Prospective graduate students may contact this person about availability as a faculty advisor.
My laboratory focuses on the examination of infectious and non-infectious diseases of wild and cultured marine invertebrates. We are interested in the impacts of disease on animal health at the individual and population levels. At the individual level, we examine host response (gross to gene expression level) and develop and apply diagnostic tools (e.g., cPCR and qPCR) to detect pathogens and host responses. We also develop treatments for bacterial pathogens. The ecology of infectious diseases at the population level is examined via field and wet laboratory experiments in which the roles of variations in host (e.g., species or family), environment (e.g., temperature, salinity, pH), and pathogen are defined.
Another focus of our laboratory is the conservation of marine invertebrates, particularly abalone. We work with colleagues at universities and state and federal resource agencies to characterize trends in populations, recruitment, and larval survival/behavior.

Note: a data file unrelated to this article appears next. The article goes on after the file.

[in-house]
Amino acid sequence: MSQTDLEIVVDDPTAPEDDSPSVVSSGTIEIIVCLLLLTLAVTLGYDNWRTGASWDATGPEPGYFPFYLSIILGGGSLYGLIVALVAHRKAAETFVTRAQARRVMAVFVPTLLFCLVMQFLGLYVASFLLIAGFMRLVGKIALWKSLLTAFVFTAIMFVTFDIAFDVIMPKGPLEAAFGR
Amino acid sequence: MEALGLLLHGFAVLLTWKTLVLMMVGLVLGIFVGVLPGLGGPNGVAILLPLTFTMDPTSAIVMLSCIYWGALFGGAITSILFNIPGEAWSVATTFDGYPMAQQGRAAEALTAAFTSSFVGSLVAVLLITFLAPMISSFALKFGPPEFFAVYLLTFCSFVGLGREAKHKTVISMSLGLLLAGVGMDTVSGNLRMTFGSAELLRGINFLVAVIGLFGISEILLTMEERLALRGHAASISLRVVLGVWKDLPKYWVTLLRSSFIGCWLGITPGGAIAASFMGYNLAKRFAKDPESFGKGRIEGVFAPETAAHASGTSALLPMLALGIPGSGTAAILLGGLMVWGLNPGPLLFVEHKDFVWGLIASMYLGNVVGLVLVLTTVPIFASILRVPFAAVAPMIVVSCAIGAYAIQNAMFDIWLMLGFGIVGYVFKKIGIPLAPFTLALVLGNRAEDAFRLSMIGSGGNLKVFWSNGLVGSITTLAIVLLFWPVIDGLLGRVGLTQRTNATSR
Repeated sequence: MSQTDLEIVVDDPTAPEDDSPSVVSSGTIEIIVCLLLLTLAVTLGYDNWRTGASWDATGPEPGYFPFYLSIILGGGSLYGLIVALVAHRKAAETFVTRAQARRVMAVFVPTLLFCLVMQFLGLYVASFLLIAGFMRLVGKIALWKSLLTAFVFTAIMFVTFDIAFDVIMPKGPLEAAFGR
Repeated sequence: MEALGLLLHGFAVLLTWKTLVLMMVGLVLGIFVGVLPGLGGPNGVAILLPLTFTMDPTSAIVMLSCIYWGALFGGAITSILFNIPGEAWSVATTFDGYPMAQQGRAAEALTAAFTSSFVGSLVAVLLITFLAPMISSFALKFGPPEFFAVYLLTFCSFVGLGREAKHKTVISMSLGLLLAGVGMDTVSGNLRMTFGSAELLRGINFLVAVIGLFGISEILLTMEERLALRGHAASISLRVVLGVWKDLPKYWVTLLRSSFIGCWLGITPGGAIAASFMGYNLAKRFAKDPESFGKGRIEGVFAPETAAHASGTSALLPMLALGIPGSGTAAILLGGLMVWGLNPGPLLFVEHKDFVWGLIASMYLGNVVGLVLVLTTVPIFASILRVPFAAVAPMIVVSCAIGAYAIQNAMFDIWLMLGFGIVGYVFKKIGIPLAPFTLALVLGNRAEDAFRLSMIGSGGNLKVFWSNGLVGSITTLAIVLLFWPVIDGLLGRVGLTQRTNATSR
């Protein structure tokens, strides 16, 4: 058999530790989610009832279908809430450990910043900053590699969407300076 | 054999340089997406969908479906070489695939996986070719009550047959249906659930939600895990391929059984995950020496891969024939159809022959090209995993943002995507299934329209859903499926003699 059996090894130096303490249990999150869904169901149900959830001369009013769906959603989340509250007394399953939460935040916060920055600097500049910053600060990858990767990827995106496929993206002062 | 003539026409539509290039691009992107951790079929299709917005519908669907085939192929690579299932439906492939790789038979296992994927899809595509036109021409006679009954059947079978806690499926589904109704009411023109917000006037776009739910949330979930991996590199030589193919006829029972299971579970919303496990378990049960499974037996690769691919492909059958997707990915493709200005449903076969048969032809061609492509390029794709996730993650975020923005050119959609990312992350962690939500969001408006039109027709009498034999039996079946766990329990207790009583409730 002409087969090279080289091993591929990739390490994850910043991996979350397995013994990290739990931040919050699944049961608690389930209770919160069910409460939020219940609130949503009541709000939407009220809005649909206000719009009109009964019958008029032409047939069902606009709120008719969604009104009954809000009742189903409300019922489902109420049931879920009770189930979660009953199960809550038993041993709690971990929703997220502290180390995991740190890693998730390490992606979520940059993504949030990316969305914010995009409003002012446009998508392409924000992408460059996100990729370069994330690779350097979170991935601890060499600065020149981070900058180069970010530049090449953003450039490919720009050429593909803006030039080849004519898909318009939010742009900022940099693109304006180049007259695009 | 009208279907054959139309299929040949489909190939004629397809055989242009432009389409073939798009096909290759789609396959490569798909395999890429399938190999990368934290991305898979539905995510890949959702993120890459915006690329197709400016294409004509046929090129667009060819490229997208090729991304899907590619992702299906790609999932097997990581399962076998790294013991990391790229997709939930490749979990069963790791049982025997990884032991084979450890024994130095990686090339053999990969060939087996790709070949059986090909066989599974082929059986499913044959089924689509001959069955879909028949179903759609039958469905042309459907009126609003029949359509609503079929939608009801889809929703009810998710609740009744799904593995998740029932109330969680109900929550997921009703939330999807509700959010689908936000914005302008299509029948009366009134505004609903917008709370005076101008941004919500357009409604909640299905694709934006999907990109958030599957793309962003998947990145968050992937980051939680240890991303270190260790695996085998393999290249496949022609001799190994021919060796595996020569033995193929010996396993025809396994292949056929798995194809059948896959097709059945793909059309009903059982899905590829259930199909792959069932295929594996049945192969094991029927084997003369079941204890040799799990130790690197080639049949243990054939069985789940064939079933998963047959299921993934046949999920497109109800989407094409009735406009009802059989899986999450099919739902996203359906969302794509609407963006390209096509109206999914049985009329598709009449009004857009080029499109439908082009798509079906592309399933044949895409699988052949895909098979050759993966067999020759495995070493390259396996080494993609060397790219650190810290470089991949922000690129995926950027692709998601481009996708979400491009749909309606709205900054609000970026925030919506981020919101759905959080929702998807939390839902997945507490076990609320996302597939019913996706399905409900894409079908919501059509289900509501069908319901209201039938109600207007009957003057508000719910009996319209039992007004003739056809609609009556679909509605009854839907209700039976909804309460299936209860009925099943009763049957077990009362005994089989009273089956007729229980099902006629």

Our laboratory serves as the OIE Reference Laboratory for infection with "Candidatus Xenohaliotis californiensis".
Our major projects currently are focused on:
- Effects of ocean acidification on declining Puget Sound calcifiers
- Threats to bivalve aquaculture and fisheries: The influence of emerging diseases and environmental change
- Understanding the roles of competing bacterial endosymbionts in abalone health, management, and restoration
- Developing tools to control and diagnose Withering Syndrome in abalone.
- Restoration of the pinto abalone, Haliotis kamtschatkana, in Washington State
- Assessing potential interactions between cultured and wild geoduck clams in Washington State
- Herpes-like viral infections of Pacific oysters
- Transmission strategies of Ichthyophonus sp., a parasite of walleye pollock in the Bering Sea and Northeast Pacific